Misconceptions I Had When Applying to HDS

Editor’s Note: We know that students who are considering HDS may have some preconceived notions about what being a student at HDS is like. In this post, one of our Graduate Assistants, Kate Hoeting, helps dispel some common misconceptions.  

Post by Kate Hoeting, MTS ‘21 

Photo Courtesy of Kate Hoeting

When I was applying to HDS two years ago, I did my research, but I still made a lot of assumptions about what attending HDS would be like. Looking back now, I can’t believe that I had these misconceptions—some of them seem funny because they’re so far off from the truth about HDS. So now, I’m letting you know what my misconceptions were so that you won’t make the same ones. 

  1. Ithought all MDiv students were affiliated with a religion. When I was first figuring out which degree program to choose, I didn’t even consider the MDiv because I’m not affiliated with a certain religious tradition. In reality, I could have totally been a nonreligious MDiv! The MTS degree is not at all a degree for analyzing religion from a nonreligious point of view, and the MDiv is not a degree exclusively designed for affiliated folks. At HDS, the lines between these two degrees are blurred.  
  2. I thought that Harvard professors wouldn’t have time for their students. It turns out that assumption couldn’t have been farther from the truth. I have been absolutely floored by the care and dedication that some of my professors have offered up to their students during the pandemic. It’s such an honor to be taught by people who make me feel “star struck,” but also are down-to-earth and ready to offer feedback on whatever projects I’m working on. 
  1. I believed that HDS students wouldn’t be able to access all the resources of Harvard. In hindsight I don’t know why I made this assumption, but it was completely wrong. From studying in the law library to taking classes at the Harvard School of Public Health, I’ve been able to go well beyond the boundaries of HDS and use everything the university at large has to offer.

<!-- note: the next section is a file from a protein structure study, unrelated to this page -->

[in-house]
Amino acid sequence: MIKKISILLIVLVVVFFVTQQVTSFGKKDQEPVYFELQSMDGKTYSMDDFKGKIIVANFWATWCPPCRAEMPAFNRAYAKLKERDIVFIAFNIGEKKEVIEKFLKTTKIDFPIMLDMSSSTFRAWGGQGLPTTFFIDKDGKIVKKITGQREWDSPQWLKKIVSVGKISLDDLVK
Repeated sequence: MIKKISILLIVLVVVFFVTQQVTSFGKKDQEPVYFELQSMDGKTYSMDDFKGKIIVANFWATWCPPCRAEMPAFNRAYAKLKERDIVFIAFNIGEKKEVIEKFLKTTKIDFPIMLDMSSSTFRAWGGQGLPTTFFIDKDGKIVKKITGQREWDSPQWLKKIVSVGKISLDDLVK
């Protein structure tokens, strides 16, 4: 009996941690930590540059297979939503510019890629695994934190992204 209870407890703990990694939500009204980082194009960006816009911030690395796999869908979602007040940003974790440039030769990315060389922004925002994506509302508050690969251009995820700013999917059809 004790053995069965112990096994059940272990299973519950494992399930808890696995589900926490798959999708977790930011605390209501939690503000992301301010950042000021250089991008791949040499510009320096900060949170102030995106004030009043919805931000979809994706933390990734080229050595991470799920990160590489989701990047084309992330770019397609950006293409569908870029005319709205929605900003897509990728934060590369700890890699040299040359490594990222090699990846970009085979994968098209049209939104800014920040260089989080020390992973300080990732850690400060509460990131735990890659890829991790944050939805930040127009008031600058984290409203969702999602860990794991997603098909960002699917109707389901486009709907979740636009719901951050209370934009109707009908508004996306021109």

2. I imagined the MTS Area of Focus as a pre-set track. In reality, the 18 Areas of Focus that MTS students must choose from are incredibly flexible—two people from the same Area of Focus will have totally different transcripts. MTS students only need to take 6 classes within that Area of Focus and 3 classes outside. 
  3. I assumed that most MDivs would be seeking formal ordination. I have plenty of friends at HDS on the road to ordination, but MDivs head into a variety of different fields. As this career snapshot breaks down, many MDivs go into chaplaincy, education, public policy, and the nonprofit sector. 
  4. Finally, stories I heard about graduate school led me to believe that going to HDS would be an isolating experience. This is completely untrue! I have found that people are often drawn to divinity school because they are skilled community builders, and those skills shine through in my peers’ everyday interactions with fellow students. 

Looking back, I couldn’t be happier that two years ago I decided to apply to HDS. Even despite the pandemic derailing my degree experience, I will graduate this May a more compassionate and intelligent person, surrounded by the friends and professors who supported me along the way. 

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